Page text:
Exmouth Billfish

By Jamie Crawford

As we motored out of the Exmouth marina, the Gulf water to the east began to glow with the first hint of daybreak. We left the flickering lights of town in our wake as we rounded Bundegi and North West Cape, and pointed our nose to the offshore grounds we’d been fishing the previous day.

I was fishing with a couple of mates who’d towed their 26ft Sailfish up from Perth to compete in the annual Gamex Comp. It was their first year in the comp, and they – along with the rest of the fleet – were having a ball on small black marlin.

Most of the billfish action was seen from the 50m line and beyond, which is only a couple of kilometres off the backside of Ningaloo Reef. The smaller fish were pretty thick inshore, with some bigger blacks and a few blue marlin out deeper in water from 150m and beyond. There were a few sailfish getting in on the action too, but the lions share of the action centred around smaller blacks in the 20 to 40kg size range.

I was in Exmouth to report on the comp for Fishing World Magazine, and with the consistent action and fair weather it was an easy task gathering material. These smaller fish were super-aggressive and energetic, and were putting on a great performance once hooked.

However, during the comp I was behind the camera and not part of the action myself, which can be hard to take when the action is running hot. But with formalities behind us and the comp drawn to a close, Gres Vukman and Chris Yu invited me on board to see if I could land my first billfish.

We arrived on the ground just as the sun cleared the horizon, and it wasn’t long before we had a spread of 7” and 9” skirts set in our wake. Pakula Micro Sprocket and Pakula Stubby skirts in lumo green had been effective on the billfish in the days prior. We were running a pair of Tiagra 50Ws on the riggers, with Tiagra 30s on the short and long corners, and in the shotgun position.

There weren’t any bait balls or specific structure concentrating the billfish to any one area, the fish were generally spread and were found feeding on flying fish around current lines and temperature breaks. Once a billfish was raised though, time was spent trolling that area.

It didn’t take too long for our first fish to be raised, with the shotgun screaming to life after around 20 mins of trolling. An energetic black of around 35kg took to the air, and it wasn’t long before the fish was brought boat-side, tagged and released. Even though it was only a small fish, my billfish box had been ticked – stoked!

With the spread set again, we resumed trolling, slowly making our way out to the 200m line. Around an hour later we had a solid hook-up on the long rigger. This was no small black, and before we could clear the other lines we’d half emptied a 50W. The fish refused to jump; instead it changed direction erratically before powering deep. The guys on board called it for a blue marlin, so we harnessed-up for a long fight. Unfortunately 30 min into the battle the hook pulled.

After a re-group and a cold beverage, we set the spread again. We continued to troll between 160 and 200m, once again concentrating on current lines and pockets of flying fish. Because the baitfish are quite scattered off this section of coastline, it’s not conducive to livebaiting, instead trolling to cover ground seems to offer the best results.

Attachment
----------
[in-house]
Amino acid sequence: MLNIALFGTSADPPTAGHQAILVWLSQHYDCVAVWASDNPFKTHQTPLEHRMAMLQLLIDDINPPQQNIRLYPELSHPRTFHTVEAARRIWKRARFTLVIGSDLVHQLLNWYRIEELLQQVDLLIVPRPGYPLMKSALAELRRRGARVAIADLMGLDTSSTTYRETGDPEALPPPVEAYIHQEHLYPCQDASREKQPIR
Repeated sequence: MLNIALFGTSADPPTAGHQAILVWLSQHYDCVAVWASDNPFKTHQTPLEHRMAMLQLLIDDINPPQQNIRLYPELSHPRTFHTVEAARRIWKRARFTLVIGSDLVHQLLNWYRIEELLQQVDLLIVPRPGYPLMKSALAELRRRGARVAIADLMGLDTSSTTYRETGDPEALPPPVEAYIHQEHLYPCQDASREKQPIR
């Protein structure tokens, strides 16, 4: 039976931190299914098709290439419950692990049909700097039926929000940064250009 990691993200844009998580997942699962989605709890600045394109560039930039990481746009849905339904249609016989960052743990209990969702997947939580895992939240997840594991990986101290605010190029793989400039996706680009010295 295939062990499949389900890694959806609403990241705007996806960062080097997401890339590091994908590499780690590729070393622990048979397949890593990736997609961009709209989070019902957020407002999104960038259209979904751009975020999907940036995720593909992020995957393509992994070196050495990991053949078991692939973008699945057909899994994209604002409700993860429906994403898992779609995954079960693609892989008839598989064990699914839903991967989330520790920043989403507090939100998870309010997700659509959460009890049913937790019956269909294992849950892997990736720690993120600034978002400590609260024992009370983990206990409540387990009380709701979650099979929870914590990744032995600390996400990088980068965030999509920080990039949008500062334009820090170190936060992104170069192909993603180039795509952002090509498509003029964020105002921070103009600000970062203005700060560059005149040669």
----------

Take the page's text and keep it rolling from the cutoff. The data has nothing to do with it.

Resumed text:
After around an hour of fruitless trolling we hooked a good black of around 80kg on 15kg. This fish went ballistic, and would have jumped an honest 15 to 20 times. This fish had plenty of stamina, and it took over half an hour to bring boat-side. Just before we could leader the fish though, it turned and ran towards the boat, throwing the hook in the process. So close.

We made amends a short time later with an estimated 70kg black tagged and released on 24kg. Aside from the billfish we also picked up a couple of mahi mahi, and lost part of a skirt to a wahoo. That’s pretty consistent bluewater action in anyone’s book.

The black marlin are a year round proposition in Exmouth, with the blues peaking from November to April. The number of billfish seen each year varies from season to season, but in general they’re a pretty reliable target. And with by catch including mahi mahi, wahoo and yellowfin tuna, Exmouth’s offshore scene has a lot going for it.

Exmouth can be a windy place at times, but in general the mornings are often calm with a south-westerly sea-breeze kicking in early afternoon. March to August are good months to visit this north west coast, offering fairly stable weather patterns and consistent fishing.

Exmouth has a couple of reputable charter boats and guides, as well as boat hire which offer a range of quality alloy boats up to 7m. We’ve personally hired a 6m ally boat from Exmouth Boat and Kayak Hire for a few days, and it actually works out pretty cost effective when compared to towing your own boat.

As far as launching goes, there are 3 main options depending on the grounds you plan to be fishing. The first and most popular is Tantabiddi on the western side of the peninsula. This ramp can accommodate boats up to around 8m in length, but larger boats will have to time their launch and retrieve around the tide. Bundegi is a ramp to the north of Exmouth on the Gulf side, and of course there is the main ramp inside the marina at Exmouth.

There are plenty of options aside from the bluewater fishing around Exmouth too, but that’s a whole other story. Exmouth is an awesome place to visit, and everyone should experience this remote WA outpost at least once.